The Mozart Effect

Music is one of the most integral and yet beloved aspects of the imaginative human. It is a universal language, a gorgeous world of math, and responsible for a plethora of powerful industries. As developed individuals, we understand music to be an extremely normal and celebrated aspect of life in itself, but a newborn’s path to this notion is structured in a very specific way. Babies are born with literally billions of neurons, and over time these neurons make connections in the brain. These connections are directly related to different kinds of music that they are exposed to in their development. For example, we all know that lullabies are a fundamental characteristic of a child’s early life and introduction to music. This type is of course generally a sleep encouraging tactic used by parents, resulting in a capacity to be soothed and calmed later on, in a familiar sense. But what other kinds of traditional music have effects on our infants’ minds and brainpower?



It is common for people to think classical music makes babies smarter. Many started to embrace this concept due to its exciting and fascinating opinions. Actually one year in Georgia the governor decided to have CD’s donated to families with newborns at hospitals, containing select pieces. It is much more commonly supported and understood that not just with children but with anyone, classical music can improve spatial reasoning, such as efficiency in a jigsaw puzzle. However, this effect is very temporary and can be thought of as a way to “prime the brain for certain kinds of thinking.” (Source 1) This is because the pathways in our brains related to spatial reasoning are similar to those triggered for listening to classical music.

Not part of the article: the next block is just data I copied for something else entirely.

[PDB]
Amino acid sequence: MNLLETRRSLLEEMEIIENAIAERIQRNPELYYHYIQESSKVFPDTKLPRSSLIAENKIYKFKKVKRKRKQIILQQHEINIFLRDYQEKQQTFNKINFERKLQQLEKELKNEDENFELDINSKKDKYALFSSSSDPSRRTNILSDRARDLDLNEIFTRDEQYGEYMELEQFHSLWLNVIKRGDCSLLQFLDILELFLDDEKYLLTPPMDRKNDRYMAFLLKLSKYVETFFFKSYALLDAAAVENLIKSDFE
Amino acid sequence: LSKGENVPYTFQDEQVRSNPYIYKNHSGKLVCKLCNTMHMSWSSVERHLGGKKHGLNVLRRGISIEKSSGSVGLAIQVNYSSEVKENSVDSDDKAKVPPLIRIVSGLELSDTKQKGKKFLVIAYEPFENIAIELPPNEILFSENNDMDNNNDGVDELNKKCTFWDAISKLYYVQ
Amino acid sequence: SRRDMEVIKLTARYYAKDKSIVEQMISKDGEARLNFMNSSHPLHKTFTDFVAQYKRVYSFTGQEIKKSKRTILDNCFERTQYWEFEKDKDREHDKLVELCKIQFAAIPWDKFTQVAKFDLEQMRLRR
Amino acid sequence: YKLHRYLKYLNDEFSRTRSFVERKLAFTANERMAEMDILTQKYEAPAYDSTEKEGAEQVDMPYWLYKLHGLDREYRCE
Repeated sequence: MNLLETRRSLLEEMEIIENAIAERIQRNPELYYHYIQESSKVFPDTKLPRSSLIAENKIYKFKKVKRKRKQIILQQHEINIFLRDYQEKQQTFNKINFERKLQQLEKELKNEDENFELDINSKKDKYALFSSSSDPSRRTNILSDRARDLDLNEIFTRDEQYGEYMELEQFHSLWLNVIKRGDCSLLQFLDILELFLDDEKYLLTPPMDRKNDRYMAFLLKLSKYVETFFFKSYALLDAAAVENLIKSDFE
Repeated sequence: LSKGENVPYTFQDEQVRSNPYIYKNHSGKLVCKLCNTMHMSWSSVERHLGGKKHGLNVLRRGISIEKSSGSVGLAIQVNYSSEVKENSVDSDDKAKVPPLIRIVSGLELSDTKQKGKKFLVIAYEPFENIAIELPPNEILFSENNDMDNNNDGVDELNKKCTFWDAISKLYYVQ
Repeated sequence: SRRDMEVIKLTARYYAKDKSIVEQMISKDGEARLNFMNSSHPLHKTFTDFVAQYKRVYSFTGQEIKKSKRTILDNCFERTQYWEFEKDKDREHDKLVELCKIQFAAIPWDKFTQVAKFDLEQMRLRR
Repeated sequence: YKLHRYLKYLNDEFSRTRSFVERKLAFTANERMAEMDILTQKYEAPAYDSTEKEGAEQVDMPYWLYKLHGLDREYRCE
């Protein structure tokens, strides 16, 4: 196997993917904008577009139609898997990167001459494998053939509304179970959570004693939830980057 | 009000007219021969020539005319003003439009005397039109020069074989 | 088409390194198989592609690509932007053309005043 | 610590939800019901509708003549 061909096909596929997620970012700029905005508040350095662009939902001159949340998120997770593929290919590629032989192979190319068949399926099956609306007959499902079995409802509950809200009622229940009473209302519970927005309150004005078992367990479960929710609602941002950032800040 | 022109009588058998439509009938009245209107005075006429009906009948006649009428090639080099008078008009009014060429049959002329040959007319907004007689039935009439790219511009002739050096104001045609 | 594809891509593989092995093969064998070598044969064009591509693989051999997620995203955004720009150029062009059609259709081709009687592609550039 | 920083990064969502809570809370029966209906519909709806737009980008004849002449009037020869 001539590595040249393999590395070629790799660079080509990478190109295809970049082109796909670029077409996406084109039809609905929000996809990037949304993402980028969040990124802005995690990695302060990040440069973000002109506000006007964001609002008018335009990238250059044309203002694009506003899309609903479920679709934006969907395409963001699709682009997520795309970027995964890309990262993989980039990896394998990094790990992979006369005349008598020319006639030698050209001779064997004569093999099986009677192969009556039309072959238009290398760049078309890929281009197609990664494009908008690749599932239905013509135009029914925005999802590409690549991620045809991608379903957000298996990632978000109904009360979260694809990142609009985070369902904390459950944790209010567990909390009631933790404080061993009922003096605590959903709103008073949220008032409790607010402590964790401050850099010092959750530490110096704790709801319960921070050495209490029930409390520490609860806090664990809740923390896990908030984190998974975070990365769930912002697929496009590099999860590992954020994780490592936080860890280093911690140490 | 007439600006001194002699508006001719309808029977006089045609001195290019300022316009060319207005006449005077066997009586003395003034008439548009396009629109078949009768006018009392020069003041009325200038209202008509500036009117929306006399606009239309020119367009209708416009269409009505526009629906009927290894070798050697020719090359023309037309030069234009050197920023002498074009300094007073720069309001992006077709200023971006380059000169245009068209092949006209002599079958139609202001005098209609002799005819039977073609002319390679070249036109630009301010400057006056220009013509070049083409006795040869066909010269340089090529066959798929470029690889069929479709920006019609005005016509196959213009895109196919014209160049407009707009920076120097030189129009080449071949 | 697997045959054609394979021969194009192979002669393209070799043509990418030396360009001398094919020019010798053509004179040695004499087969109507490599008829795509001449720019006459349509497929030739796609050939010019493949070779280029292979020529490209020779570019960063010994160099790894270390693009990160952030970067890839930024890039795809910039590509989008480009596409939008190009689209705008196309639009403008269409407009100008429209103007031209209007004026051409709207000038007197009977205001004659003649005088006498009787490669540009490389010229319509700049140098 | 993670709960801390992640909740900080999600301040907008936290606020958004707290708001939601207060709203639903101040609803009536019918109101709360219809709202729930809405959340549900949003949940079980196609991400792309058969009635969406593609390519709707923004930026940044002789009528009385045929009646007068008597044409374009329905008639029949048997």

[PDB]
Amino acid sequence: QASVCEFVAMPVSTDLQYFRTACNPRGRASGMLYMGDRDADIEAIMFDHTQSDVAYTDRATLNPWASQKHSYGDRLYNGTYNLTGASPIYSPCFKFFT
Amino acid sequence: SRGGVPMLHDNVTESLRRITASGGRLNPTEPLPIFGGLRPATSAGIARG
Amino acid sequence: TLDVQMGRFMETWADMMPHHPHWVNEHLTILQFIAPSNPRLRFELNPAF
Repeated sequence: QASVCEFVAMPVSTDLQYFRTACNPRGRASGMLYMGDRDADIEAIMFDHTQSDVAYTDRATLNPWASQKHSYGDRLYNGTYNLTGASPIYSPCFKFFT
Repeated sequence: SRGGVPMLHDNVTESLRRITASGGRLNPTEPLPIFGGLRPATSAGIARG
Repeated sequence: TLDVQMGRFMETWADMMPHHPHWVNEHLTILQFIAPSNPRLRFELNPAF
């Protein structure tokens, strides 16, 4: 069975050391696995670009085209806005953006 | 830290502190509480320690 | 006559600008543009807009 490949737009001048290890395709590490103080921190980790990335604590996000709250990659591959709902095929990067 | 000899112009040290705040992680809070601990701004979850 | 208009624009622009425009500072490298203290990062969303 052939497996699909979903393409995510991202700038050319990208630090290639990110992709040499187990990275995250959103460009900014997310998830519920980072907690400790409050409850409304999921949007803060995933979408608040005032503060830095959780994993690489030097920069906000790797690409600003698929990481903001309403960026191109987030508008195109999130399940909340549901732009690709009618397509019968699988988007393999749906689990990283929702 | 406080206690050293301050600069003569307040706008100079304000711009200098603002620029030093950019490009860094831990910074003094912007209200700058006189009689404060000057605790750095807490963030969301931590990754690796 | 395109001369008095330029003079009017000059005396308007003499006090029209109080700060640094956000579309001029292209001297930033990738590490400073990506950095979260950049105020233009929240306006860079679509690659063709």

Research at Appalachian State University debunked the spotty belief that classical music played for babies makes them smarter students. They tested this “Mozart effect” and revealed that classical music does not directly correlate with test scores or any kind of intellectual performance.

What’s interesting is the relationship between musical instruments and extended improvement in spatial reasoning. It is believed that children who start lessons in a musical instrument develop a much larger capacity for spatial skills that stem from the patience and intensive detail of training muscles and memory at the same time. This is a very interesting concept that not only strengthens the world of music in its support and importance but in its outreach and applications.

I am a firm believer in the emotional and mental benefits of music, like most people, but I also believe that it can be a sad and often lonely plunge into a more intellectual adventure of the human mind and the way it is supposed to feel. Now I know that yes, music is a helpful and stimulating experience for all people, but the young audiences of certain mathematically sound and thought out pieces take away tools for their minds.

I play guitar, drums, and some piano, but I obviously cannot feel their effects working in the lobes of my brain. But I do know that music has been there for me when I need nothing else, and supplying it, working on it, and perfecting it is the only way I know of giving back.